Mutual fund managers have been gnashing their teeth over their inability to beat the average return of this index.the Vanguard S&P 500 Index Fund that we discussed in the last lesson. so owning different indexes can possibly smooth out your returns from year to year. That's the theory anyway. but if you want some possible protection from market volatility.there are about 9. five. For beginners though. If you name a measurement of the market or some segment of the market. There is no evidence that after a few decades you would end up with more money in your account if you decide to diversify beyond the S&P 500.LESSON 4 LESSON 4: BEYOND THE S&P 500: SELECTING YOUR INDEX INVESTMENT Introduction Index funds have gathered a lot of attention over the last couple of years for good reason.000 small-company stocks). and the Dow Jones Industrial Average (the 30 stocks that make up the Dow). adding some smaller. But index investing is by no means confined to the S&P 500. The S&P 500 has outperformed more than 90% of all domestic equity mutual funds over the past three. the Wilshire 5000 (pretty much the entire stock market -. and ten years. specialized indexes is not a bad idea. started by John Bogle at Vanguard all those years ago -. against which their performance is usually judged. small-caps have tended to flourish when the big companies were slow. International markets also don't always move in lockstep with the U.000 publicly traded companies. but the "Wilshire 8. There is a case to be made for buying more than one index. The advantage of adding a small-cap index or an international index is that historically. The best-known index investment is the very first one. market. then somebody has probably slapped an index fund or an index share on top of it: the Russell 2000 (an index of 2. just to name a few of the big ones. we suggest sticking with one of the broad-based indexes while you study your other choices. .S.723" just doesn't sound right).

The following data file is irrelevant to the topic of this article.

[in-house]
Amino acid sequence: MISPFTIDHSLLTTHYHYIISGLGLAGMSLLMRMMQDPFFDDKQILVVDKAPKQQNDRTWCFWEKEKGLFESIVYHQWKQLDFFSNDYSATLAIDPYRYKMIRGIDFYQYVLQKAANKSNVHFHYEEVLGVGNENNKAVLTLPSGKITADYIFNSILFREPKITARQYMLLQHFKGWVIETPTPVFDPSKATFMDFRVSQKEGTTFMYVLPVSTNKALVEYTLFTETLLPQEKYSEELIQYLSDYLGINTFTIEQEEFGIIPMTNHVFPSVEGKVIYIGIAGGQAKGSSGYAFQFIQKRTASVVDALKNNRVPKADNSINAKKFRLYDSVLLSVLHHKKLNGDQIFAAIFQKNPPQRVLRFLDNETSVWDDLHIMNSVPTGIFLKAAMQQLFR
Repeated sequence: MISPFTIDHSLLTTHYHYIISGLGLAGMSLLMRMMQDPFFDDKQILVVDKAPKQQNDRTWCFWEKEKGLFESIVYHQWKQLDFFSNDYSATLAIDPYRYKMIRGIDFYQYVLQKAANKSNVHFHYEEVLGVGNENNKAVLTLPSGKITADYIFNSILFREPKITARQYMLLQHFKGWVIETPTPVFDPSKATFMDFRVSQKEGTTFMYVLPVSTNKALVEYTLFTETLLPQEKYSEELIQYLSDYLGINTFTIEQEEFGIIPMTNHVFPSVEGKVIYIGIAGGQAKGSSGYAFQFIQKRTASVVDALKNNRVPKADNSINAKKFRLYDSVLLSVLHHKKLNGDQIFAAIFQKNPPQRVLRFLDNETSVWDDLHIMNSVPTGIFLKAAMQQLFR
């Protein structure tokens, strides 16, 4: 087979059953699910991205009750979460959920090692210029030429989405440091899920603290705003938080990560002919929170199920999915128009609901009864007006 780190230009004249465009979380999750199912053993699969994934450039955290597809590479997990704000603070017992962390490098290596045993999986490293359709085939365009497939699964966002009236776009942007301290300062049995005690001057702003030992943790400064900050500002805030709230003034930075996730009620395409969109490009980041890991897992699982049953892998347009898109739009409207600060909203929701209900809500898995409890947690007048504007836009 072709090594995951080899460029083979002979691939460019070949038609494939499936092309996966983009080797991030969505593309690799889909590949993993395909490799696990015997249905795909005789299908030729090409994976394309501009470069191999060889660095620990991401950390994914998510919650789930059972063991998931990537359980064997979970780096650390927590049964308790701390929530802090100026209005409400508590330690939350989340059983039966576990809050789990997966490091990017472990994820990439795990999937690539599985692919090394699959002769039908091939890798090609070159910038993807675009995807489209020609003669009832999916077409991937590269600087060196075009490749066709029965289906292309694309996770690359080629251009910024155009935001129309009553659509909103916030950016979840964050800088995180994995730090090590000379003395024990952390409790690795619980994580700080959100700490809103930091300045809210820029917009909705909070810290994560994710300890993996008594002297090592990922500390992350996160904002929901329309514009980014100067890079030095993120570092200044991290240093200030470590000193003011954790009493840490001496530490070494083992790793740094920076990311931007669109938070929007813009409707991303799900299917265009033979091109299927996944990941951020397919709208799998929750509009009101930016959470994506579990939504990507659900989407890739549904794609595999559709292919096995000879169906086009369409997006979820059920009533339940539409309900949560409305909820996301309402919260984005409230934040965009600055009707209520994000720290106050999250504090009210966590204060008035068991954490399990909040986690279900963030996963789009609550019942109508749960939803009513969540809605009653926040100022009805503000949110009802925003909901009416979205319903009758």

but this proliferation of products threatens to turn a simple investing decision into a mass of confusion. the lower expense ratio that index shares offer will offset your commissions fairly quickly.Which Index Investment Is Right for You? Even if you limit your choices to broad-based indexes. Spiders (the S&P 500 index share. The American Stock Exchange Index Share website lists many more. Our Index Center will give you an overview of some of the more popular indexes. but for any given large purchase. Take a quick look at each page. remember) have lower expenses than the Vanguard 500 fund. but if you tend to make large deposits (more than $2. each with its own index share. If your style of investing tends toward making frequent small investments. Index Funds or Index Shares? Index Funds . For large purchases. but Spiders are traded like stock and incur a commission each time they are bought or sold. The S&P 500 has been the best performer over time and we suggest that it is a good choice for almost anyone.000).S. you will definitely want to go with a fund to avoid monthly commissions. the more costeffective index shares are versus an index fund. Still. As a general rule of thumb. the lower annual fee will wipe out the effect of the commission in a year or two. Funds don't charge you to buy more shares. market and will let you participate in the economic growth of our country. the differences are not great. While we wouldn't want to discourage anyone who has a passionate desire to own the Russell 3000. those commissions could be a deal killer. there remains the question of whether an index fund or an index share is best for you. but if you plan to make frequent small deposits. we think that dithering over the choice of indexes is a serious waste of time. the larger each purchase is. Both indexes track the U. Another good choice would be the "Total Martket" index (often based on the Wilshire 5000 index). Whew! Index investing used to be pretty simple. you still have a number of products to choose from.